The unbanked: how social networks could succeed where banks have failed

In the developed world, sending money domestically is as simple as logging onto online banking. If you want to transfer funds in or to the developing world, however, you'll often come up against a fairly fundamental block: the 'unbanked' phenomenon. But could the growing numbers of online platforms, from Gmail to Facebook, stepping into the payment industry be the solution to the unbanked barrier? 

Who are the unbanked?

Simply put, they're individuals who don't have a bank account. The Federal Deposit Insurance Corporation (FDIC) estimates that around 10 million Americans are unbanked or underbanked, but as you'd expect that number is far higher in the developing world. Last year, the World Bank suggested that 2.5bn people don't have an account with a formal bank.

In contrast, more than three quarters of the world's population own a mobile phone. In Kenya, there are more active mobile money accounts than adults in the country's population. The popularity of this service is spreading across Africa, bringing financial services to millions of unbanked people. And if mobile can gain access where banks can't, that opens out a major opportunity for social networks.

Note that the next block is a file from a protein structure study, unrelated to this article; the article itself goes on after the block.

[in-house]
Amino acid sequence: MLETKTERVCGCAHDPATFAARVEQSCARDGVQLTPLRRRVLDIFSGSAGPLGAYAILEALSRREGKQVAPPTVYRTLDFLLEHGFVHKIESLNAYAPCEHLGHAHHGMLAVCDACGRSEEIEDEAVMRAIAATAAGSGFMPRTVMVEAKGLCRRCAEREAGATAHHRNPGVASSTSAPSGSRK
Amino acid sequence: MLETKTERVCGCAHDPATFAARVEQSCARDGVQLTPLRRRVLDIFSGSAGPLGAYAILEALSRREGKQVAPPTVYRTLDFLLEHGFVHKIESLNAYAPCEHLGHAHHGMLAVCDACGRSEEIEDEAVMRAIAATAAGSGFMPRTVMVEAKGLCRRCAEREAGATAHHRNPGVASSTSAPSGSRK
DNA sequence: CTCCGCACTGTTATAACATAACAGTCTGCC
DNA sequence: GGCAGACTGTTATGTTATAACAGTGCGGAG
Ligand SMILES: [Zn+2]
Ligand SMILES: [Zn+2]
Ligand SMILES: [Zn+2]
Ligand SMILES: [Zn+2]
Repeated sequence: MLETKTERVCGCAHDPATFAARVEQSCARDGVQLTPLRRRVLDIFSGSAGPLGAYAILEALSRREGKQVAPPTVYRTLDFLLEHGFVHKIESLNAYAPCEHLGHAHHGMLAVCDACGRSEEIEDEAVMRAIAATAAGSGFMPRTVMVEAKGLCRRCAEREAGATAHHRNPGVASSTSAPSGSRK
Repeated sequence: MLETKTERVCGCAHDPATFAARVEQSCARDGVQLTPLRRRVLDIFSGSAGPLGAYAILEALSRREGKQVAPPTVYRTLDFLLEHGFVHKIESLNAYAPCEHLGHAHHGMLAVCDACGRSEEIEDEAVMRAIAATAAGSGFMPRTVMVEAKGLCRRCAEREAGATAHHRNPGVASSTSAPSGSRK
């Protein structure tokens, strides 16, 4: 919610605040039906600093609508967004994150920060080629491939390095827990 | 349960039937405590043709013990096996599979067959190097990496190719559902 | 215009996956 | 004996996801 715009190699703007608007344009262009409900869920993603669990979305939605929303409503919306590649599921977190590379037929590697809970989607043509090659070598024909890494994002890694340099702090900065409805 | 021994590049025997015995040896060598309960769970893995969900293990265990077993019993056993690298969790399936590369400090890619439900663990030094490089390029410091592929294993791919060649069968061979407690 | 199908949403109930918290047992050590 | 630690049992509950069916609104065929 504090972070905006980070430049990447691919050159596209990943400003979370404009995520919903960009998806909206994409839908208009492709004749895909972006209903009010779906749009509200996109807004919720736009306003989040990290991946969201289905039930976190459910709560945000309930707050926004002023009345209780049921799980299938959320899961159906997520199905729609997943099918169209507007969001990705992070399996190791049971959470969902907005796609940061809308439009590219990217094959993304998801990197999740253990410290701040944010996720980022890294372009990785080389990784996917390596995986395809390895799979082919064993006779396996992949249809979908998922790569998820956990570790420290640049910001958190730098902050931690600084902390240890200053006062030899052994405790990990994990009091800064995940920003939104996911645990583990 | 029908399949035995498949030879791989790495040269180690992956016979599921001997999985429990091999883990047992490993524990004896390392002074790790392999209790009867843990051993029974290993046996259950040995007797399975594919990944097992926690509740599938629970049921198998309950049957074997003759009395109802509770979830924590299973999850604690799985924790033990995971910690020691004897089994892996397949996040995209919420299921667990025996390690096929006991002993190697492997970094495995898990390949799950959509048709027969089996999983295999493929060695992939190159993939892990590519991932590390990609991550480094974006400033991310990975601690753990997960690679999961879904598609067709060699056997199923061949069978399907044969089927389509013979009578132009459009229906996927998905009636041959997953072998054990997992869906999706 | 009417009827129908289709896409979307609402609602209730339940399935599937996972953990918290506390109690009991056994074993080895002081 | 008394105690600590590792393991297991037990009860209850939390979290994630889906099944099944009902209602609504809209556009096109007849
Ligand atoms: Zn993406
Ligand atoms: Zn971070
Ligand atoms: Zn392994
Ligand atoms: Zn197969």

Sending money over social networks

In the West, social networks are already growing as a way of transferring cash. Facebook recently launched a peer-to-peer transfer facility, making sending money as easy as sending a photo. Google's Wallet feature lets users attach money to their emails, again, just like you'd attach a photo. For now, transfers must be within a country, but the scheme's expansion into the UK this year could hint at a more international outlook in the future.  

That said, the most intriguing application for this technology is, of course, when it could cater to the unbanked. India's Axis Bank's new Ping Pay app lets users send money via Twitter, Facebook or WhatsApp – the only hitch is that you need a bank account. However, if this social payment service could be integrated with something more like M-Pesa, which is cash-based, there's huge scope for providing financial services to an under-serviced audience. 

That potential reaches across the world. In Indonesia, for example, under 10% of the 247m population have access to a bank account – but according to the CIA, the country has more mobile phones than people. Social networks have a similar hold, with over 112m Indians on Facebook, and 30m on Twitter. It could make international money transfer to these areas much easier, at the same time as changing the game for domestic transfers. 

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